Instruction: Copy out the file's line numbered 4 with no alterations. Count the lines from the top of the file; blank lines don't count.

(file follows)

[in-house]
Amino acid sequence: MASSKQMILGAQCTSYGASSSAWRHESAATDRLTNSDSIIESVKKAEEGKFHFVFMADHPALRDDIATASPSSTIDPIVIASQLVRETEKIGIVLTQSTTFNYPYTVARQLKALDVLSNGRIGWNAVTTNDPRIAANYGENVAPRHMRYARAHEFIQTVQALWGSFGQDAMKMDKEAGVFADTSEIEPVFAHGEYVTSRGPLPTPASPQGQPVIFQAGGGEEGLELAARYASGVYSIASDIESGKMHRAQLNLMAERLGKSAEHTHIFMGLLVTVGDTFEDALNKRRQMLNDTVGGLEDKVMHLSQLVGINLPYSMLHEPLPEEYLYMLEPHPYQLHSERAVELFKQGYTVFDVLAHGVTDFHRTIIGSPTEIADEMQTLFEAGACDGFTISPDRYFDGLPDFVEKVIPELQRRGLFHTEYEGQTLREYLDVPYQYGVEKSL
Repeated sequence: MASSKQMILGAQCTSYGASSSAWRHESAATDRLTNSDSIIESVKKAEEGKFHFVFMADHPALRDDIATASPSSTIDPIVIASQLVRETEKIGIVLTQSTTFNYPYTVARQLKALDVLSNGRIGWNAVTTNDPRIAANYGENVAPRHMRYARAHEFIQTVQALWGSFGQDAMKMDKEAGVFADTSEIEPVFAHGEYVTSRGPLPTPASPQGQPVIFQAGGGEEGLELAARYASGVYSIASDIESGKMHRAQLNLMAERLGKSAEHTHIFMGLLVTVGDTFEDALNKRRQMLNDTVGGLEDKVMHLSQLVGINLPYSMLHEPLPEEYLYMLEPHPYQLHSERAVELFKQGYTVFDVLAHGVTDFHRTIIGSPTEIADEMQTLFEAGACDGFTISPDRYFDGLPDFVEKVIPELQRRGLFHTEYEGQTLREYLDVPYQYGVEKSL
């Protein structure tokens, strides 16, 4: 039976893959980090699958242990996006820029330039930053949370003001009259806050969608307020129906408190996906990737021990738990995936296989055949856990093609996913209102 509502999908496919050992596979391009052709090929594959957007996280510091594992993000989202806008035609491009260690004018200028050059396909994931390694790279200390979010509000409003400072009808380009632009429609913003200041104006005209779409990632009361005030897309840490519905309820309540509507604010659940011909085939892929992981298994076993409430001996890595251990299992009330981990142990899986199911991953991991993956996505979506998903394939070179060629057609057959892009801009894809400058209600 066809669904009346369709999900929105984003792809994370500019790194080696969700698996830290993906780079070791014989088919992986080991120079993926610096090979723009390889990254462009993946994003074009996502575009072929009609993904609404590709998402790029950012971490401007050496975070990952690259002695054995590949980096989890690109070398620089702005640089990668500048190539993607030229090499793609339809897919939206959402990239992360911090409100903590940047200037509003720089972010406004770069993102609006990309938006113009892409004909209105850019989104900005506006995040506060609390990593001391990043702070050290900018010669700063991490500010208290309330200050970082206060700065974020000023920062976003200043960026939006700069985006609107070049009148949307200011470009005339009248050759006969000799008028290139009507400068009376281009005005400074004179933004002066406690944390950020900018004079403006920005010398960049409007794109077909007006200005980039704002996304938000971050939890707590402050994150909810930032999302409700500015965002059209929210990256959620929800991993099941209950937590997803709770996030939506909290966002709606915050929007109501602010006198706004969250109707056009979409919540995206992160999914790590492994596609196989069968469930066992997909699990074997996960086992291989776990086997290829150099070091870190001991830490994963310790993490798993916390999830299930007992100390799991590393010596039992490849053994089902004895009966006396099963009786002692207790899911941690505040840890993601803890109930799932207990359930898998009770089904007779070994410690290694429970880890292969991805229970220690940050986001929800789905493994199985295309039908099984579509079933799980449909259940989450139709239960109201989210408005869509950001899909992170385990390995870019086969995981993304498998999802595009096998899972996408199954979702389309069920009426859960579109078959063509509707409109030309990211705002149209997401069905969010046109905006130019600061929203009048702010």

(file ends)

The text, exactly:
């Protein structure tokens, strides 16, 4: 039976893959980090699958242990996006820029330039930053949370003001009259806050969608307020129906408190996906990737021990738990995936296989055949856990093609996913209102 509502999908496919050992596979391009052709090929594959957007996280510091594992993000989202806008035609491009260690004018200028050059396909994931390694790279200390979010509000409003400072009808380009632009429609913003200041104006005209779409990632009361005030897309840490519905309820309540509507604010659940011909085939892929992981298994076993409430001996890595251990299992009330981990142990899986199911991953991991993956996505979506998903394939070179060629057609057959892009801009894809400058209600 066809669904009346369709999900929105984003792809994370500019790194080696969700698996830290993906780079070791014989088919992986080991120079993926610096090979723009390889990254462009993946994003074009996502575009072929009609993904609404590709998402790029950012971490401007050496975070990952690259002695054995590949980096989890690109070398620089702005640089990668500048190539993607030229090499793609339809897919939206959402990239992360911090409100903590940047200037509003720089972010406004770069993102609006990309938006113009892409004909209105850019989104900005506006995040506060609390990593001391990043702070050290900018010669700063991490500010208290309330200050970082206060700065974020000023920062976003200043960026939006700069985006609107070049009148949307200011470009005339009248050759006969000799008028290139009507400068009376281009005005400074004179933004002066406690944390950020900018004079403006920005010398960049409007794109077909007006200005980039704002996304938000971050939890707590402050994150909810930032999302409700500015965002059209929210990256959620929800991993099941209950937590997803709770996030939506909290966002709606915050929007109501602010006198706004969250109707056009979409919540995206992160999914790590492994596609196989069968469930066992997909699990074997996960086992291989776990086997290829150099070091870190001991830490994963310790993490798993916390999830299930007992100390799991590393010596039992490849053994089902004895009966006396099963009786002692207790899911941690505040840890993601803890109930799932207990359930898998009770089904007779070994410690290694429970880890292969991805229970220690940050986001929800789905493994199985295309039908099984579509079933799980449909259940989450139709239960109201989210408005869509950001899909992170385990390995870019086969995981993304498998999802595009096998899972996408199954979702389309069920009426859960579109078959063509509707409109030309990211705002149209997401069905969010046109905006130019600061929203009048702010």